Preventable laboratory errors occur through all phases of testing process. Unfortunately, 46-68 percent of all laboratory errors occur during the pre-analytics phase of testing due to the complexity and manual processes involved.  Pre-analytic errors occur in a number of different circumstances:

  • At the time of patient assessment and decision to perform an analysis
  • Test order entry
  • Patient identification
  • Specimen collection and transport
  • Specimen receipt and storage in the laboratory
  • Specimen transport to reference laboratory.

An estimated 25 percent of pre-analytical errors result in unnecessary investigation or improper diagnosis, resulting in added costs and negative patient outcomes. Sometimes, errors can even be fatal. This is an outcome most commonly seen with incorrectly identified blood bank specimens.  Luckily, appropriate training and quality management can lead to improvement.

Appropriate Test Selection

To avoid pre-analytic errors in test selection, it is important to provide appropriate test selection guides, and current best-practice information. On line interpretative handbooks can assist the clinician in appropriate test selection. For example, there are 18 different titles of Vitamin D related tests, so clarity in test names is essential as is a complete interpretative handbook to serve as a guide in test ordering..

Ordering the Test

Those individuals ordering the tests must pay close attention to detail to avoid clerical errors such as placing an order on the incorrect patient or for the incorrect test. Whether the test is ordered through paper requisition or computerized patient order entry system, there must be patient identification with two patient identifiers, proper authorization for the individual ordering the study to do so, contact information available so critical results and any questions can be readily resolved.

Collecting & Labeling the Specimen

Prior to specimen collection, the health professional must verify patient with at least two identifiers. When collecting the specimen, the individual should confirm collection pre-requisites. This may include time of last food intake if a fasting blood sugar is being performed, antibiotics being administered if the test is a microbiology analysis and time of drug administration if a drug level is being performed.  Specimen containers (not lids) should be labeled at the time of collection with two patient identifiers.

Special care and attention must be given when labeling specimens because misidentification will follow through the entire testing process ultimately leading to results reported on the incorrect patient.

Specimen Integrity

There are a number of items that can lead to compromised specimen integrity including, for example,  the inappropriate specimen container, incorrect order of phlebotomy draw, inadequate specimen volume, fluid contamination from intravenous infusion etc.

Once the specimen is collected and labeled, it must be properly transported, accessioned and stored.


Because the pre-analytic phase has most steps, most people involved, and most variation in work environment, technique and training, it is the most prone to error. Fortunately, these errors can be avoided with proper training, scheduled competency evaluation, education, and robust Quality Assessment programs. The educational session Pre and Post Analytical Errors at the 2015 CRI® Symposium for Clinical Laboratories will explore these techniques for preventing pre and post analytical errors in more depth and detail.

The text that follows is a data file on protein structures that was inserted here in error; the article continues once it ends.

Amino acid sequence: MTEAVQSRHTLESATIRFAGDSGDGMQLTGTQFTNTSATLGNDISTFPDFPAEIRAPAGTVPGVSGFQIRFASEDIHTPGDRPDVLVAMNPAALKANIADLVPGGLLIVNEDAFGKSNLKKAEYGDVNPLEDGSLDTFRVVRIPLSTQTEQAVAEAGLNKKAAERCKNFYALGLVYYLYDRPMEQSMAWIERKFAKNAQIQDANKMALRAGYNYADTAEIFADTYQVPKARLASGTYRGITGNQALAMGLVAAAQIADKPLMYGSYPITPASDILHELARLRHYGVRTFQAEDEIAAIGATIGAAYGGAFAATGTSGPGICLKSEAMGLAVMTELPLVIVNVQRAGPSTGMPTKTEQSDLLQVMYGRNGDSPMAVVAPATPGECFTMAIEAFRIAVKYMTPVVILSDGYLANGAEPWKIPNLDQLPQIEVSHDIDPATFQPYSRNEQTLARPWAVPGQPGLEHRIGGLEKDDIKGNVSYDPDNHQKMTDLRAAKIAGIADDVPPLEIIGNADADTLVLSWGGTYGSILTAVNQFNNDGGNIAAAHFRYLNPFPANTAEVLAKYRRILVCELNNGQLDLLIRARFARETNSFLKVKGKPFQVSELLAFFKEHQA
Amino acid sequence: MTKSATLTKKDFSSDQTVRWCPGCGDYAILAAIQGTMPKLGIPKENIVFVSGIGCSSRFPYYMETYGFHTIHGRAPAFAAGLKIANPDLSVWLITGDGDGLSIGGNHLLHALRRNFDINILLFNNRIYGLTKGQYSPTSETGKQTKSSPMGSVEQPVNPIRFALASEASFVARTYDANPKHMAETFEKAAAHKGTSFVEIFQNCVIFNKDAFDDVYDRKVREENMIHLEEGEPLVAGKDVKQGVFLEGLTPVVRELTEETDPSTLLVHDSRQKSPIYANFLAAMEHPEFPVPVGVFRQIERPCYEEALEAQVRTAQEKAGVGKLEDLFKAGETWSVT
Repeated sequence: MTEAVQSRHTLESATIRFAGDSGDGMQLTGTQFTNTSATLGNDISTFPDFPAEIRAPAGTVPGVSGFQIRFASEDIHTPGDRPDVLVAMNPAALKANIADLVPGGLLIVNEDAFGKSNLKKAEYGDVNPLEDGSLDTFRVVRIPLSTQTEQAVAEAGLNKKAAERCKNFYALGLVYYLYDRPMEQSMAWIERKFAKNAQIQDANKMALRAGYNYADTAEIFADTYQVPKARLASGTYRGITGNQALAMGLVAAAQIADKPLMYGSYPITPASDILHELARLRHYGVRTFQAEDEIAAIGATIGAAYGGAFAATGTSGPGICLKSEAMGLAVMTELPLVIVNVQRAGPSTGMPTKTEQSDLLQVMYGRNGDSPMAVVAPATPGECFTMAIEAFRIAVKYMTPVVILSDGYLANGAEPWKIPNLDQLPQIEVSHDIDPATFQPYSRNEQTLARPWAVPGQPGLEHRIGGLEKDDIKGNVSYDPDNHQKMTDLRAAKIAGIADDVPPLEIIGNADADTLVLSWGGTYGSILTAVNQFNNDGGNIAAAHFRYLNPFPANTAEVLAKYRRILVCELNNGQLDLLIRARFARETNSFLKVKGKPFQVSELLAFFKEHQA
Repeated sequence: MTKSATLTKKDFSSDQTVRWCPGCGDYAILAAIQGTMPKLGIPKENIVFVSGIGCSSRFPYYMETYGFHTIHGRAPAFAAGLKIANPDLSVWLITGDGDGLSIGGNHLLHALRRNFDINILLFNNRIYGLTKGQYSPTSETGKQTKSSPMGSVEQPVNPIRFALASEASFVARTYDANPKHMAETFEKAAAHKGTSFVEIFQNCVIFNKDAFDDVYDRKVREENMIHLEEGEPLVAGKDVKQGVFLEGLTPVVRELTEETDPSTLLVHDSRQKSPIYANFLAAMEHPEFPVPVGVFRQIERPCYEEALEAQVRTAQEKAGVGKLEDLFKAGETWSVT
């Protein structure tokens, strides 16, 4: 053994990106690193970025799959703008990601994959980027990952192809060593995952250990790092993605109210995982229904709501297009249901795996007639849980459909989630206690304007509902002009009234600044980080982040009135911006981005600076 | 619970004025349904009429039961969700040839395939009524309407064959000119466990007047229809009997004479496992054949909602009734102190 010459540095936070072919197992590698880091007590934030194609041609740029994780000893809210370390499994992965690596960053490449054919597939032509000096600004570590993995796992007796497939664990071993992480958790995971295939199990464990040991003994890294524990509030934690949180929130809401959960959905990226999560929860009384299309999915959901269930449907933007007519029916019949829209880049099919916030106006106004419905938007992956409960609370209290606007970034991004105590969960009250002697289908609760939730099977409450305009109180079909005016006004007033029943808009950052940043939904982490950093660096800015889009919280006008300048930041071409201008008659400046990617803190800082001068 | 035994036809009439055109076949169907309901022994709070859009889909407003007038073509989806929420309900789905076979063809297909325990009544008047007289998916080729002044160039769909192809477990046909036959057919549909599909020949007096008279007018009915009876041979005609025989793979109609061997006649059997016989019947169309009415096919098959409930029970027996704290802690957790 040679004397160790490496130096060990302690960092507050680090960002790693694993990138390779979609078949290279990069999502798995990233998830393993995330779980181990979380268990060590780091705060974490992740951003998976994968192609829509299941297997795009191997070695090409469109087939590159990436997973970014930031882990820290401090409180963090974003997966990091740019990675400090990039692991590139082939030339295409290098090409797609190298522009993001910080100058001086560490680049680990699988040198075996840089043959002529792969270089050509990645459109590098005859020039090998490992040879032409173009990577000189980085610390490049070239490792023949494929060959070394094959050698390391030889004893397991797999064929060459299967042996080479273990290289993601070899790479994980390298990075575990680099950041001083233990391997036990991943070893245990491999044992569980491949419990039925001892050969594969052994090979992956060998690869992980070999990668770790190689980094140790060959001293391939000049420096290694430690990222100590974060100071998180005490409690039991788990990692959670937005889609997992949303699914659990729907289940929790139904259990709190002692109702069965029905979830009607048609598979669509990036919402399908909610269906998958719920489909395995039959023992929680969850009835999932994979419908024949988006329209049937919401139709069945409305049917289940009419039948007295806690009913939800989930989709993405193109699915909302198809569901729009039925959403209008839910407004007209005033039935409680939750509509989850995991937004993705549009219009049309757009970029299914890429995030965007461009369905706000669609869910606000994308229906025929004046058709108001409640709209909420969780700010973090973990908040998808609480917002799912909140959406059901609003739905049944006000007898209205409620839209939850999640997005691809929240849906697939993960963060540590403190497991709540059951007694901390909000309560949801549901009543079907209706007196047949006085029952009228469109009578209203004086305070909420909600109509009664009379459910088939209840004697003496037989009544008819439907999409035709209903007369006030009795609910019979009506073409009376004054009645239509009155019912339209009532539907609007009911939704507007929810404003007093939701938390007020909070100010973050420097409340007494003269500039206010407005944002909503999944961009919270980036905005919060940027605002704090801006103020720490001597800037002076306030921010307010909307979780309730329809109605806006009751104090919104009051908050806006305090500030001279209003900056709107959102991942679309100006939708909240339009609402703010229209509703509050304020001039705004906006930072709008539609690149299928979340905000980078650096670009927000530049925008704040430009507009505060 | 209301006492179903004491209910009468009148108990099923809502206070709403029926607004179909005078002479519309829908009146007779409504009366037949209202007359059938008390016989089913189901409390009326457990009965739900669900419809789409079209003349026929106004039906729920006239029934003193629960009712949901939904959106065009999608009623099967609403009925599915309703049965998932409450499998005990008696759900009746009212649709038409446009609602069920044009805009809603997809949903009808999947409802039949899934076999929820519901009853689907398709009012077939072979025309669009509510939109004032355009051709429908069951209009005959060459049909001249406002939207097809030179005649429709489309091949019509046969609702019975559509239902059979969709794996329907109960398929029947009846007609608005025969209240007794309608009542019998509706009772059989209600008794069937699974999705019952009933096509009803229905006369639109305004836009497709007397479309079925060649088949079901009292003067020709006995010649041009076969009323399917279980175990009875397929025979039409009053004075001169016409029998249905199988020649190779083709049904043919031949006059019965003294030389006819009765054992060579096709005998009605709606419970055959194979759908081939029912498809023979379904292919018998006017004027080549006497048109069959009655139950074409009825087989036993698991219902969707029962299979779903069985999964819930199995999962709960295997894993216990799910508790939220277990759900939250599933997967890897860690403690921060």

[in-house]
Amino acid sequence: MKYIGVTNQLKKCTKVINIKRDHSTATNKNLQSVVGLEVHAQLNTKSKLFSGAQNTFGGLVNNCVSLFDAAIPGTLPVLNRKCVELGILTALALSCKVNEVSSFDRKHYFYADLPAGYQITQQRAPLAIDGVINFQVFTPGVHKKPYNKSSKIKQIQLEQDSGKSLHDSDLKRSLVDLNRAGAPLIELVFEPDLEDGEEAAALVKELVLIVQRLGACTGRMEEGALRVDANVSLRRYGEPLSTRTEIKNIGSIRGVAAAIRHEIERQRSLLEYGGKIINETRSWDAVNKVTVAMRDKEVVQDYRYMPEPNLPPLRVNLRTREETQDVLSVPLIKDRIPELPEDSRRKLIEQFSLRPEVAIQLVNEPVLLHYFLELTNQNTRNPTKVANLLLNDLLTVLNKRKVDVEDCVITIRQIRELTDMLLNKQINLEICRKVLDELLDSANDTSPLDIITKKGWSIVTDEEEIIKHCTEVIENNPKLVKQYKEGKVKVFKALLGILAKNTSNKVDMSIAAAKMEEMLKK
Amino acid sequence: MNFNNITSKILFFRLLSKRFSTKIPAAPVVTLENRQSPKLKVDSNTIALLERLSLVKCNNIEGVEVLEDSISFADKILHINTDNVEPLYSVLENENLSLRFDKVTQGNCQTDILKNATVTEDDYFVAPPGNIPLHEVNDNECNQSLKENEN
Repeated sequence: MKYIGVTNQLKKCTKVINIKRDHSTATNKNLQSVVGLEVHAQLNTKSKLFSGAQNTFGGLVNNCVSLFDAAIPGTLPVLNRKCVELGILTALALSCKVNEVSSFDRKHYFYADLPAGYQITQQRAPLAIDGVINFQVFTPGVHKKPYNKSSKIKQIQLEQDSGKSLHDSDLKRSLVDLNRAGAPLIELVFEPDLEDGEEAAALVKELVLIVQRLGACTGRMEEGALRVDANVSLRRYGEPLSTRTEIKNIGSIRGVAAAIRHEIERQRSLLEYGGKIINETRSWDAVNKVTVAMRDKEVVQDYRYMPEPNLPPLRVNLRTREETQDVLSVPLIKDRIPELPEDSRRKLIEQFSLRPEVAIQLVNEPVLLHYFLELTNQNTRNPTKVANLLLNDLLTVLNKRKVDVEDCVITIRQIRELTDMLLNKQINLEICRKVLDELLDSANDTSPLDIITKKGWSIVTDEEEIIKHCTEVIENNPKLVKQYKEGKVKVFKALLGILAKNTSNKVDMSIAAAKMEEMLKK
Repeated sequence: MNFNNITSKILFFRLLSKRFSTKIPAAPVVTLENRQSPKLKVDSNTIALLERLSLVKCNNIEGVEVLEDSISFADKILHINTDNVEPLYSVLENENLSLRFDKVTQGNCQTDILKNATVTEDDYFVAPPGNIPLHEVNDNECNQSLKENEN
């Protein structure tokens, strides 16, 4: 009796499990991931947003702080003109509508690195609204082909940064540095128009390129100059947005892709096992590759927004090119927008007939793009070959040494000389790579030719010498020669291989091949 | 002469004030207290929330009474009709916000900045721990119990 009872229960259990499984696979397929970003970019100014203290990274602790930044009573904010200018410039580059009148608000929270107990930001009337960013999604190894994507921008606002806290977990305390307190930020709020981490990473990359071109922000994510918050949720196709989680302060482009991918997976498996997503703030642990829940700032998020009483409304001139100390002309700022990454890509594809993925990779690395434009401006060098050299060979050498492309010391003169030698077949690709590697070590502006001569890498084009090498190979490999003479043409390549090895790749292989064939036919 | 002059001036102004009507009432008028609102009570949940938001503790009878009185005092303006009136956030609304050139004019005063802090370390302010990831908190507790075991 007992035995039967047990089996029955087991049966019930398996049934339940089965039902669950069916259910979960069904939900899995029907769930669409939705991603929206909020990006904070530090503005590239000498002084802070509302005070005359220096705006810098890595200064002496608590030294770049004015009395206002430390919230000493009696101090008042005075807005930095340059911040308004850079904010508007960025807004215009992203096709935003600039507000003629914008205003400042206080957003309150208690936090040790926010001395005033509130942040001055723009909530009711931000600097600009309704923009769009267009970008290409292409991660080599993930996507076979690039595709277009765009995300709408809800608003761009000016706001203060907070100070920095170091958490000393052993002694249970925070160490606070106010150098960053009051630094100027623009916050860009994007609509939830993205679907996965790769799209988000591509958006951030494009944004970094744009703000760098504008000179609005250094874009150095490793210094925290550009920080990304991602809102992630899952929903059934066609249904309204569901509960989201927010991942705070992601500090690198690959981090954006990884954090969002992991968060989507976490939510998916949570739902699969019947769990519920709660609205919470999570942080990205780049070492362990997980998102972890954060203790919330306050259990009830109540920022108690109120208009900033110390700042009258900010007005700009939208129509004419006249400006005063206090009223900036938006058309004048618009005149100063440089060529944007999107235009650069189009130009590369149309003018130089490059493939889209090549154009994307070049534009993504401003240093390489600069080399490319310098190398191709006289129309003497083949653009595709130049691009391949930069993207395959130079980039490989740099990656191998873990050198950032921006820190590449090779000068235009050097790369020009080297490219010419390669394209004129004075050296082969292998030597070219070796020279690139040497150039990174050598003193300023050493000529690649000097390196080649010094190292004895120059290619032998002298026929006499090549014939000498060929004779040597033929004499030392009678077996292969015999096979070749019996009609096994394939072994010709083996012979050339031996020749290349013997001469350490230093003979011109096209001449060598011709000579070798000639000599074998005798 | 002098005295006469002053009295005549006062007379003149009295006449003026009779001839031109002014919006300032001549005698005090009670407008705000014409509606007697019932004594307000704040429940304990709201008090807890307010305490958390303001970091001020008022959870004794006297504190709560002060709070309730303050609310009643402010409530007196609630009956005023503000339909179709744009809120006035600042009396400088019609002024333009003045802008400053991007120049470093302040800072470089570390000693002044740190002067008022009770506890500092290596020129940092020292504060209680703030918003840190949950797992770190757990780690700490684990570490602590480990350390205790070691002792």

Kaushik N. MD & Green S. PhD. Pre-analytical errors: their impact and how to minimize them. Medical Laboratory Observer; May 2014

Plebani M. Errors in clinical laboratories or errors in laboratory medicine. Clin Chem Lab Med. 2006;44(6):750-759; CAP Q-Rrobe 2010

About The Author

Kathleen received her bachelor degree from SUNY@ Stony Brook in Clinical Laboratory Sciences and her master’s degree from C.W. Post in Medical Biology. Her many years of clinical experience were at a small community hospital. She has 20 years of teaching in the disciplines of hematology, coagulation and phlebotomy. She currently is the chair of the Clinical Laboratory Sciences program and program director of the Phlebotomy Training Program. She holds a for New York State license, is board certified with the American Society of Clinical Pathologists (ASCP) and has her specialist in hematology (SH) certification. Other accomplishments include, she has been a contributor of chapters in “Saunders Manual of Clinical Laboratory Sciences by Craig Lehmann, Hematology in Practice by Betty Ciesla, Clinical Hematology and Fundamentals in Hemostasis by Denise Harmening and recently co-authored a hematology manual titled “Hem Notes “with Denise Harmening. She also has published numerous articles and case studies in field related journals. Professor Finnegan has been an invited speaker at the local, state, national and international level. She also had the opportunity to teach phlebotomy in South Africa, Swaziland and Lesotho and to prepare learning units for Rwanda and Tanzania. She continues to visit Kenya where she trains CLS students at the University of KMU, Meru and is a consultant to hospitals in Meru for better laboratory testing.

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